In a sport where scoring has extremely high variance, opportunities to score and opportunities allowed has become a more respected measure of the quality of a team’s play. Expected goals (xG) measures the quality of a shot based on several factors, including shot type, shot angle and distance from goal. Similarly, expected goals allowed (xGA) measure the quality of a team’s defense. Subtracting expected goals allowed from expected goals equals expected goal differential (xGD) and offers an overall advanced measure of a team.
|Team||Goals Scored||Goals Allowed||Goal Difference||2022 World Cup xG||2022 World Cup xGA||2022 World Cup xGD|
Only three previous meetings have occurred between Spain and Morocco, of which Spain is unbeaten.
Spain upended Morocco twice in World Cup qualification in November 1961, earning wins in both Madrid and Casablanca. The pair of victories would see them progress to the finals in Chile a year later.
However, recent history has offered much more in the way of equilibrium. Morocco paired with Spain four years ago, where they managed to record a 2-2 group stage draw in Russia.
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Spain vs. Morocco Odds: Bets To Consider
Tie after 90 minutes:
Although Spain find themselves currently fourth in the list of outright favorites, I am not in a race to back them at +600. I cannot say I am in a rush to back them Tuesday, either.
Even though this current Spain crop has plenty of young and exciting talents within it, you get the feeling that the 2022 World Cup is a tournament too soon. If we were talking about matters in North America, 2026 may seriously be their year.
Success on this side of the Atlantic Ocean is still a pipe dream and now La Rioja has to make sure they do not suffer a nightmare at the hands of Morocco in the Middle East. With extra time and penalties now on hand to break any stalemate, they might just need them.
Especially with the way Morocco has performed thus far, they showed no fear when going up against Croatia and Belgium in the group stage, they are unlikely to start showing it against Spain.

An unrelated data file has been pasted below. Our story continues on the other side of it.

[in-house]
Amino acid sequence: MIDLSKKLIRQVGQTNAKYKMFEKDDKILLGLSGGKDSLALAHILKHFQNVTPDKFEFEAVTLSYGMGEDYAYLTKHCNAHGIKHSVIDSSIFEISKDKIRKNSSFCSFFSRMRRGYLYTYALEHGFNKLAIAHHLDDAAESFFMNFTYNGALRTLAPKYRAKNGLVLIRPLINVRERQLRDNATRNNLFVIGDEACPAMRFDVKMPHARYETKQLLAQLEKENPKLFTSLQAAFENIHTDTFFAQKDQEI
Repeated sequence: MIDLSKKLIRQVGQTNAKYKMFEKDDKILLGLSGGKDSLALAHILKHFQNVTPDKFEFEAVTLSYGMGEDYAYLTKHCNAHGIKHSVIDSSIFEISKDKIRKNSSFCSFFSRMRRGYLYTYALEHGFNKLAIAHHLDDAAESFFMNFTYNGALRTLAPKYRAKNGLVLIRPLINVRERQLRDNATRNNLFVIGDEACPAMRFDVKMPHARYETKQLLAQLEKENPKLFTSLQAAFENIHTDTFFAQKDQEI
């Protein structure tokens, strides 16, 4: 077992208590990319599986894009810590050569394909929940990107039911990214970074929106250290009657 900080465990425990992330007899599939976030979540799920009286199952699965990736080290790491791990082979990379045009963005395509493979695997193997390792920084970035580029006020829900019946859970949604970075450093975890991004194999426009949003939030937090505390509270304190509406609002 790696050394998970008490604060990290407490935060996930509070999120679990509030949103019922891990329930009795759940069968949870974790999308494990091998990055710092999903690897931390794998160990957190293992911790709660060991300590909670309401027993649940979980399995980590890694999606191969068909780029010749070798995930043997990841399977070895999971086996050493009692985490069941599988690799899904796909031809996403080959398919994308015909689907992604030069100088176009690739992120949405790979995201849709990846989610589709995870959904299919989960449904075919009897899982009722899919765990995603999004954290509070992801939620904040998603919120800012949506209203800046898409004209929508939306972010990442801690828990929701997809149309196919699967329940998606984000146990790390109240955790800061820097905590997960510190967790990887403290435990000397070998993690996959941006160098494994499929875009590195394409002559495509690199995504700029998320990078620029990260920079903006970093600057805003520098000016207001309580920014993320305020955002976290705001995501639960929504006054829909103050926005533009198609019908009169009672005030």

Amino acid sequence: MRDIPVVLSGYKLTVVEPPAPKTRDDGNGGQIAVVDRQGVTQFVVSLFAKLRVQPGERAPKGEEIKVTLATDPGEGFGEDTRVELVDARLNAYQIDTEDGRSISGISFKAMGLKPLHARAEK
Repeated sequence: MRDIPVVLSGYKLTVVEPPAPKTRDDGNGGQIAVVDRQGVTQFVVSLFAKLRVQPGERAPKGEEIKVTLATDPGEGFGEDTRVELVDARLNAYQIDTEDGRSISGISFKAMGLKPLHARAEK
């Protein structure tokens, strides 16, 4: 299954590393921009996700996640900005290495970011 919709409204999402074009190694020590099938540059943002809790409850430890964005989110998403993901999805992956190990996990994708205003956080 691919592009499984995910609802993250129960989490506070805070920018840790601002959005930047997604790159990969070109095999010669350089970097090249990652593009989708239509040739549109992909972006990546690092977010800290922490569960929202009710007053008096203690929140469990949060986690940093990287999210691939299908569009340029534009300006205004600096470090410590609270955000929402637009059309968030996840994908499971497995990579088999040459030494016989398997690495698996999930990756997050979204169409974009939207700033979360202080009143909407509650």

Both managers know that the game does not necessarily have to be won in 90 minutes. It may be the preferred outcome but risking it all in regulation time can sometimes mean an exit instead and this is why I am opting for a stalemate in normal time.
0-0 tie after 45 minutes OR under first half goals:
When you consider that 23 of this year’s first 44 World Cup matches have finished 0-0 at the interval, this is far from a statistical quirk.
More than 50% of World Cup matches are now ending with no goals scored and this trend is highlighting that managers are aiming to simply stay in the game in the first 45 minutes. Go in level at the break and roll the dice after the interval.
That has largely been the measure of what we have seen in Qatar and I would not be surprised if we saw more of the same against Spain and Morocco. The Spanish will have learned their lesson after losing to Japan and the Moroccans will not look to make early errors.
The first half could be something of a feeling-out process– a few jabs landed here and there but nothing that would be logged as a knockout blow. If Morocco can get into the break largely unscathed, they will only grow in confidence even further.
Knockout tournament soccer offers a different dimension, so this could be a far cagier affair than observers first envisaged. Should this one follow the trend of no goals before the break, you can soon start to follow the winnings.